Ian Bremmer’s (President, Eurasia Group) tweet on May 10, 2021 captures the concerns raised against the Sinopharm vaccine in the Western Media: “Seychelles is most vaccinated country in the world… but right now has more COVID cases per capita than India (!). How is that possible? Most vaccines used are Sinopharm. Which significantly reduces serious illness/death… but doesn’t do much to reduce transmission.”

In essence, President Ramkalawan’s position is not dissimilar to this. However, he points to the fact that there were no deaths amongst those that had been fully vaccinated. Speaking to Seychelles Agency News (SNA), Ramkalawan said, “People may be infected, but they are not sick. Only a small number are. Isn’t this how the vaccine is supposed to help us. So, what is happening is normal.”

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According to the Health Ministry, of the people who needed hospitalisation, 80 per cent had not been vaccinated and tended to be people with co-morbidities. For Ramkalawan, this showed the vaccine has worked. “The efficacy of the Sinopharm vaccine is perfect. It has saved the Seychelles. If the Sinopharm vaccine was not effective, then we would have had deaths, we would have had more people being hospitalised,” Ramkalawan remarked.

Vaccine Politics: The West versus China

President Ramkalawan dismissed questions about the efficacy of Sinopharm and its relation to the surge in cases. He pointed out that he himself had taken the Sinopharm vaccine, adding that he was, in fact, the first African leader to take Sinopharm while also being the first person in Seychelles to receive it. He dismissed these rumours as vaccine politics: “The West versus China and the usual politics.” Ramkalawan also specified that after having taken the Sinopharm vaccine, he took an antibody test, the result of which showed his antibodies “were very high”.

As yet, there are no definitive explanations for the sudden rise in cases. The WHO has said it will need to evaluate the situation, looking closely at the severity of the cases as well as the strain of the virus. The Health Ministry has pointed out that cases rose right after Easter celebrations and that those who were fully vaccinated were lax and took fewer precautions.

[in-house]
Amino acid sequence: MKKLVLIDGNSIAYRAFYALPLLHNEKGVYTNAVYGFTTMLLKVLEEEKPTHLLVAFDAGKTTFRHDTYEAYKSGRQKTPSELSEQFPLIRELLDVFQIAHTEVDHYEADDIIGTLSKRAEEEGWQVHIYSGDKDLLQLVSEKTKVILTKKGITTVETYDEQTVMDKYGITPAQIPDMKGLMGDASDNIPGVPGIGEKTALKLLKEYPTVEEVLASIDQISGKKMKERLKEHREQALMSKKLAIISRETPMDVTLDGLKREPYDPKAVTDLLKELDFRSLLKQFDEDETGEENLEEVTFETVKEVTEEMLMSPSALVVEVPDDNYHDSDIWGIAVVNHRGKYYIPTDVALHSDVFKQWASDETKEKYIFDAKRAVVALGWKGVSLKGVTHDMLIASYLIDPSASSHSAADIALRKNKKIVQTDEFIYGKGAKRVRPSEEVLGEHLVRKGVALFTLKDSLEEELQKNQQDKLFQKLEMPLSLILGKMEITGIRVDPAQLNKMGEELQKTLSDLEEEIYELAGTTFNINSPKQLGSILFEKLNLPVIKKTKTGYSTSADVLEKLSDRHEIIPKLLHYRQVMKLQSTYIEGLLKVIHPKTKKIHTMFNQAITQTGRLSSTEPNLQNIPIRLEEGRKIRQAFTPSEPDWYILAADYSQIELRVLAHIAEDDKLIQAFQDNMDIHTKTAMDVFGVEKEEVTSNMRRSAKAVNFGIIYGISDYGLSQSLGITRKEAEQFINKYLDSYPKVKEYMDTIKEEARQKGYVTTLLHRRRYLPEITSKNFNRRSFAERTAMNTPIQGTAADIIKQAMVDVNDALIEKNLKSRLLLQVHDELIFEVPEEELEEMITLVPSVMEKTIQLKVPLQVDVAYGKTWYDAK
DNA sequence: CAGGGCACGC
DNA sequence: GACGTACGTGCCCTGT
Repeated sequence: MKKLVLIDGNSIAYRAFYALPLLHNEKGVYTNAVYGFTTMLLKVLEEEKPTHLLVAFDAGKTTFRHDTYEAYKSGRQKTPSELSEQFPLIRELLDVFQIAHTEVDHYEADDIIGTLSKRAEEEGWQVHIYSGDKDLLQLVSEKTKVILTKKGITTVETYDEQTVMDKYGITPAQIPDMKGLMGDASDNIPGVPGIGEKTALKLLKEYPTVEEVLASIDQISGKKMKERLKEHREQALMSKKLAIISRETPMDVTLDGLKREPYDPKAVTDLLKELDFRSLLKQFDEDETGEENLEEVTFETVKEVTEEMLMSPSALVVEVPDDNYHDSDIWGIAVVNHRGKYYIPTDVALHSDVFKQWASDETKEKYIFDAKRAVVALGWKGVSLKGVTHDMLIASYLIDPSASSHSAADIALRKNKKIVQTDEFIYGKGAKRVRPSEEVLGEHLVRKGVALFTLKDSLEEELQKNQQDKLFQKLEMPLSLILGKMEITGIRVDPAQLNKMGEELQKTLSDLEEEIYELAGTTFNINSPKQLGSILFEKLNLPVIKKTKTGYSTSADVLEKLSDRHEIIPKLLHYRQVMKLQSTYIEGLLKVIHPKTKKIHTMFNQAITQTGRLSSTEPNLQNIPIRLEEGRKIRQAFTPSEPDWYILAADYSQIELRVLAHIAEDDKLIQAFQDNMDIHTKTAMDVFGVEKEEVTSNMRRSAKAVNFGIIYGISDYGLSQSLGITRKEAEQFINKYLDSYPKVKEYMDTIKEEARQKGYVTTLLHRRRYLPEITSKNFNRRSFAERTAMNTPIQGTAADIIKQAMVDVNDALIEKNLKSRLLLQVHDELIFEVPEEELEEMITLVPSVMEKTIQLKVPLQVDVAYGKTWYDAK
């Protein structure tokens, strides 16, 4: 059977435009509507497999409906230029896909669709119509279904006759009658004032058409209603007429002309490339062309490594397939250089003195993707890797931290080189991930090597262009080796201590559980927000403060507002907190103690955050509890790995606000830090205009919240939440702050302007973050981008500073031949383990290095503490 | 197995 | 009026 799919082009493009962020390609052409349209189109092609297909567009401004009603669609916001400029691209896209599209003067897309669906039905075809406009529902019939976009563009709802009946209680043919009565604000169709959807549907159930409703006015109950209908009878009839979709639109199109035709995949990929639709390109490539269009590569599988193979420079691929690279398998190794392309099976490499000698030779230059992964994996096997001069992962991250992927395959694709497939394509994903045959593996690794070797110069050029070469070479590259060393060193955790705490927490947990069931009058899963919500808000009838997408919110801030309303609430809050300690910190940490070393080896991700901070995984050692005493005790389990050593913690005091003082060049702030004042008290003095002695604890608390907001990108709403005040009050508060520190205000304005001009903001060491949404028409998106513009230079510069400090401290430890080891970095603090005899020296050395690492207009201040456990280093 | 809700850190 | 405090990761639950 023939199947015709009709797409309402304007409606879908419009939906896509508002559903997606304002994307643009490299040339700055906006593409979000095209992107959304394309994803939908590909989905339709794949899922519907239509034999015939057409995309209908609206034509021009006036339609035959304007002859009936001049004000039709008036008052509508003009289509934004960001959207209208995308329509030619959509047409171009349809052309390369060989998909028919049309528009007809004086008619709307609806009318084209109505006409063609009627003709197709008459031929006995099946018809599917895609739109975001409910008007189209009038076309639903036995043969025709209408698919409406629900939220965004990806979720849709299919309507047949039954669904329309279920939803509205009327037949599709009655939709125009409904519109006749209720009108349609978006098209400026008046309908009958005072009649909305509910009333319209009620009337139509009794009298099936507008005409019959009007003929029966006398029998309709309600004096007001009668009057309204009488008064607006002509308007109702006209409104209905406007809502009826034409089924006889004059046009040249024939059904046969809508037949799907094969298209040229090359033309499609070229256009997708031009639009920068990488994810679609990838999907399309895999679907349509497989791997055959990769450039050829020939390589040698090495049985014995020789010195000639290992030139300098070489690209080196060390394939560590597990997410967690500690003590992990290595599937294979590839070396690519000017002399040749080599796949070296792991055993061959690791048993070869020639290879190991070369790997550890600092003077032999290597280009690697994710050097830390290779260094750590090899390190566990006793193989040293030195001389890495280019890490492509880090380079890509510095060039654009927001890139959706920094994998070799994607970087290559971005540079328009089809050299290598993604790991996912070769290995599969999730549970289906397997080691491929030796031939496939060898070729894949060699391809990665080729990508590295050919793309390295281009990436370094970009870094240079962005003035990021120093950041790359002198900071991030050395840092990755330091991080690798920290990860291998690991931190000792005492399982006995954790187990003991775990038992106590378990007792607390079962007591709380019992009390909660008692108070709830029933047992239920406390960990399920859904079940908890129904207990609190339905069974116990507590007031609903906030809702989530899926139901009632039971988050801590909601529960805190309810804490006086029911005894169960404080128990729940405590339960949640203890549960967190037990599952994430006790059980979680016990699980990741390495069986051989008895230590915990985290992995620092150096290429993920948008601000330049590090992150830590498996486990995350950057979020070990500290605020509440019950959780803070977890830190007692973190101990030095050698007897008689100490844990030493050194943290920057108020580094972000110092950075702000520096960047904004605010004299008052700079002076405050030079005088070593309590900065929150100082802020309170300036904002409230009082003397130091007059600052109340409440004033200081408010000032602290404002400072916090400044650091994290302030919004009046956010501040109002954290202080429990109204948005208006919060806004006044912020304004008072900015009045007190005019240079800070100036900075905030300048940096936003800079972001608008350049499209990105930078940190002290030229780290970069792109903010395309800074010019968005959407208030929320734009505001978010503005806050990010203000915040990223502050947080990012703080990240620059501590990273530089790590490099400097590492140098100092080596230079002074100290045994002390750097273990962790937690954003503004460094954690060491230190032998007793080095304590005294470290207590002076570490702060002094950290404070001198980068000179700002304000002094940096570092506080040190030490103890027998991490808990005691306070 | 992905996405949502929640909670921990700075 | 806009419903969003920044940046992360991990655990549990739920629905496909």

Does Vaccine Choice Matter?

President Ramkalawan remains vociferous in stating that, “the two vaccines, Sinopharm and Covidshield AstraZeneca have served our population very well.” Seychelles is also reported to soon receive Russia’s Sputnik V and Pfizer vaccines as part of the African Union countries to whom President Biden has promised 500 million vaccines.

As Seychelles makes its way out of this crisis, it remains important for it, as well as the rest of the world, to go beyond mere vaccine politics, and get a genuine grasp and understanding of vaccine efficacy, mainly to answer the ever-confusing question of: Does vaccine choice matter? And if so, how does it matter and for whom? What are the long-term consequences of vaccine choice and its relationship to the particular challenges of individual countries? For small and developing island nations that are facing their harshest struggles on the economic front as global tourism trends dither precariously, these questions need to be urgently and better understood.

This article was first published on ORF.

Disclaimer:Dr Vinitha Revi is an Independent Scholar associated with ORF-Chennai. Views expressed are personal.

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first published:July 01, 2021, 11:57 IST